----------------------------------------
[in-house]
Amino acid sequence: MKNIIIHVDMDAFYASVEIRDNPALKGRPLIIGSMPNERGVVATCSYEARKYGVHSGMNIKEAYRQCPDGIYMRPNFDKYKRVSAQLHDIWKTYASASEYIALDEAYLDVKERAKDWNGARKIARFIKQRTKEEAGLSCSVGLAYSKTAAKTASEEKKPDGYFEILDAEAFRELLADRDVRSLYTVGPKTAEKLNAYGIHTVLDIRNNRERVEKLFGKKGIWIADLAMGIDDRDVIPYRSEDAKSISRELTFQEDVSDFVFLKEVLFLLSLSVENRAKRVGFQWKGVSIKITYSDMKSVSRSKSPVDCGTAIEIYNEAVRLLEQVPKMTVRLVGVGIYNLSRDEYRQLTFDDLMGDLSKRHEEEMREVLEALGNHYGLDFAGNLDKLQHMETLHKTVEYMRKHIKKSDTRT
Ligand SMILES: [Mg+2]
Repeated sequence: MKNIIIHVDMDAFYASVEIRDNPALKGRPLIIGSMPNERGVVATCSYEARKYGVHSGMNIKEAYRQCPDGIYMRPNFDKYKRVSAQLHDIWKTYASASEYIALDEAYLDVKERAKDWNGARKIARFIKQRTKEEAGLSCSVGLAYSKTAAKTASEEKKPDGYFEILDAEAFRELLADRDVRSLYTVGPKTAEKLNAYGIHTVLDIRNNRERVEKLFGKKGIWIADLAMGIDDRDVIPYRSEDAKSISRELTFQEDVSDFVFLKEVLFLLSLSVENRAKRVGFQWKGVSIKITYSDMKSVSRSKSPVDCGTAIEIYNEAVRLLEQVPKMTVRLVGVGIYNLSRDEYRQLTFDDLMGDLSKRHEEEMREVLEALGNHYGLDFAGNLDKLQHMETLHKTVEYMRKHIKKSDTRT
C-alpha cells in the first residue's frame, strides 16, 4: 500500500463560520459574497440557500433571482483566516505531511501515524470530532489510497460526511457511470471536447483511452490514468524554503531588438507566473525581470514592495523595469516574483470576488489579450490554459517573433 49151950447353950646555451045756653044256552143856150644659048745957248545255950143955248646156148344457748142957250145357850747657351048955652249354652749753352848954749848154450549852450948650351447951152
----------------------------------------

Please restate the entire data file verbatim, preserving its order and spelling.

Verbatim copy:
[in-house]
Amino acid sequence: MKNIIIHVDMDAFYASVEIRDNPALKGRPLIIGSMPNERGVVATCSYEARKYGVHSGMNIKEAYRQCPDGIYMRPNFDKYKRVSAQLHDIWKTYASASEYIALDEAYLDVKERAKDWNGARKIARFIKQRTKEEAGLSCSVGLAYSKTAAKTASEEKKPDGYFEILDAEAFRELLADRDVRSLYTVGPKTAEKLNAYGIHTVLDIRNNRERVEKLFGKKGIWIADLAMGIDDRDVIPYRSEDAKSISRELTFQEDVSDFVFLKEVLFLLSLSVENRAKRVGFQWKGVSIKITYSDMKSVSRSKSPVDCGTAIEIYNEAVRLLEQVPKMTVRLVGVGIYNLSRDEYRQLTFDDLMGDLSKRHEEEMREVLEALGNHYGLDFAGNLDKLQHMETLHKTVEYMRKHIKKSDTRT
Ligand SMILES: [Mg+2]
Repeated sequence: MKNIIIHVDMDAFYASVEIRDNPALKGRPLIIGSMPNERGVVATCSYEARKYGVHSGMNIKEAYRQCPDGIYMRPNFDKYKRVSAQLHDIWKTYASASEYIALDEAYLDVKERAKDWNGARKIARFIKQRTKEEAGLSCSVGLAYSKTAAKTASEEKKPDGYFEILDAEAFRELLADRDVRSLYTVGPKTAEKLNAYGIHTVLDIRNNRERVEKLFGKKGIWIADLAMGIDDRDVIPYRSEDAKSISRELTFQEDVSDFVFLKEVLFLLSLSVENRAKRVGFQWKGVSIKITYSDMKSVSRSKSPVDCGTAIEIYNEAVRLLEQVPKMTVRLVGVGIYNLSRDEYRQLTFDDLMGDLSKRHEEEMREVLEALGNHYGLDFAGNLDKLQHMETLHKTVEYMRKHIKKSDTRT
C-alpha cells in the first residue's frame, strides 16, 4: 500500500463560520459574497440557500433571482483566516505531511501515524470530532489510497460526511457511470471536447483511452490514468524554503531588438507566473525581470514592495523595469516574483470576488489579450490554459517573433 49151950447353950646555451045756653044256552143856150644659048745957248545255950143955248646156148344457748142957250145357850747657351048955652249354652749753352848954749848154450549852450948650351447951152